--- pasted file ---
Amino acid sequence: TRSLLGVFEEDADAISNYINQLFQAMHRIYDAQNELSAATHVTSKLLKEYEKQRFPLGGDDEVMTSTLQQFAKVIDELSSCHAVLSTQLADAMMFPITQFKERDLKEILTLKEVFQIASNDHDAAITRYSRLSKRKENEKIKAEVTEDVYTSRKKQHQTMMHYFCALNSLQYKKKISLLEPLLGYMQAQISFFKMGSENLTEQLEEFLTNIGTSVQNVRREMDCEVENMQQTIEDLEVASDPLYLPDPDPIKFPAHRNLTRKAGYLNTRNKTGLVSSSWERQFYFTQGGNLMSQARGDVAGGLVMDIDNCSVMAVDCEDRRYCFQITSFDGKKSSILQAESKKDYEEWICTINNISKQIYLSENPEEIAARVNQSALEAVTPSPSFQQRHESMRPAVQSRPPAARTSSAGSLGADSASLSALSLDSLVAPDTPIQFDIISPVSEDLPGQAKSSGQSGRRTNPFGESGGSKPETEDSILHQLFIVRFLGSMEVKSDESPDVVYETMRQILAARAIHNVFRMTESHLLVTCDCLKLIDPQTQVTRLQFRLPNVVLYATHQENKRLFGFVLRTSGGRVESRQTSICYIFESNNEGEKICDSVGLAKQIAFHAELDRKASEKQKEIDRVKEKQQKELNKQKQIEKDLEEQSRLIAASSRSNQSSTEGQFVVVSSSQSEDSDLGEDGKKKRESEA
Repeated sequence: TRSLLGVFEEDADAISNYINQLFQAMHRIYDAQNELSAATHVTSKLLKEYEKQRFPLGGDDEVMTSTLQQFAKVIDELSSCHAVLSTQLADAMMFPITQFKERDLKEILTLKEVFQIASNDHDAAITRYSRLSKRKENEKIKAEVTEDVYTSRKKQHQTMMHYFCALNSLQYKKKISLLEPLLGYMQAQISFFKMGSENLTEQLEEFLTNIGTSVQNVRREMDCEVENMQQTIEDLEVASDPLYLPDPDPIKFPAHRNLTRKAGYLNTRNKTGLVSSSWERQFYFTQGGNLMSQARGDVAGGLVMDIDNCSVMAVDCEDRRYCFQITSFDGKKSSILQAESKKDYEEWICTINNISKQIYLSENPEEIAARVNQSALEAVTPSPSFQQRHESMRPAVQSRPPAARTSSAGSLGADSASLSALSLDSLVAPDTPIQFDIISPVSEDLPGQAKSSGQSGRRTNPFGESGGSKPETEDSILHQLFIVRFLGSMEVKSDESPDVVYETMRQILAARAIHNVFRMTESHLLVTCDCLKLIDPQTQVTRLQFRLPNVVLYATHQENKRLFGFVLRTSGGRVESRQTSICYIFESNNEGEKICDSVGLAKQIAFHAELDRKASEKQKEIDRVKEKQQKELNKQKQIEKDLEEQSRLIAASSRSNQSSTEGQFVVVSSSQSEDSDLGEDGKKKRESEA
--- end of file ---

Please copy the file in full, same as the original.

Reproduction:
Amino acid sequence: TRSLLGVFEEDADAISNYINQLFQAMHRIYDAQNELSAATHVTSKLLKEYEKQRFPLGGDDEVMTSTLQQFAKVIDELSSCHAVLSTQLADAMMFPITQFKERDLKEILTLKEVFQIASNDHDAAITRYSRLSKRKENEKIKAEVTEDVYTSRKKQHQTMMHYFCALNSLQYKKKISLLEPLLGYMQAQISFFKMGSENLTEQLEEFLTNIGTSVQNVRREMDCEVENMQQTIEDLEVASDPLYLPDPDPIKFPAHRNLTRKAGYLNTRNKTGLVSSSWERQFYFTQGGNLMSQARGDVAGGLVMDIDNCSVMAVDCEDRRYCFQITSFDGKKSSILQAESKKDYEEWICTINNISKQIYLSENPEEIAARVNQSALEAVTPSPSFQQRHESMRPAVQSRPPAARTSSAGSLGADSASLSALSLDSLVAPDTPIQFDIISPVSEDLPGQAKSSGQSGRRTNPFGESGGSKPETEDSILHQLFIVRFLGSMEVKSDESPDVVYETMRQILAARAIHNVFRMTESHLLVTCDCLKLIDPQTQVTRLQFRLPNVVLYATHQENKRLFGFVLRTSGGRVESRQTSICYIFESNNEGEKICDSVGLAKQIAFHAELDRKASEKQKEIDRVKEKQQKELNKQKQIEKDLEEQSRLIAASSRSNQSSTEGQFVVVSSSQSEDSDLGEDGKKKRESEA
Repeated sequence: TRSLLGVFEEDADAISNYINQLFQAMHRIYDAQNELSAATHVTSKLLKEYEKQRFPLGGDDEVMTSTLQQFAKVIDELSSCHAVLSTQLADAMMFPITQFKERDLKEILTLKEVFQIASNDHDAAITRYSRLSKRKENEKIKAEVTEDVYTSRKKQHQTMMHYFCALNSLQYKKKISLLEPLLGYMQAQISFFKMGSENLTEQLEEFLTNIGTSVQNVRREMDCEVENMQQTIEDLEVASDPLYLPDPDPIKFPAHRNLTRKAGYLNTRNKTGLVSSSWERQFYFTQGGNLMSQARGDVAGGLVMDIDNCSVMAVDCEDRRYCFQITSFDGKKSSILQAESKKDYEEWICTINNISKQIYLSENPEEIAARVNQSALEAVTPSPSFQQRHESMRPAVQSRPPAARTSSAGSLGADSASLSALSLDSLVAPDTPIQFDIISPVSEDLPGQAKSSGQSGRRTNPFGESGGSKPETEDSILHQLFIVRFLGSMEVKSDESPDVVYETMRQILAARAIHNVFRMTESHLLVTCDCLKLIDPQTQVTRLQFRLPNVVLYATHQENKRLFGFVLRTSGGRVESRQTSICYIFESNNEGEKICDSVGLAKQIAFHAELDRKASEKQKEIDRVKEKQQKELNKQKQIEKDLEEQSRLIAASSRSNQSSTEGQFVVVSSSQSEDSDLGEDGKKKRESEA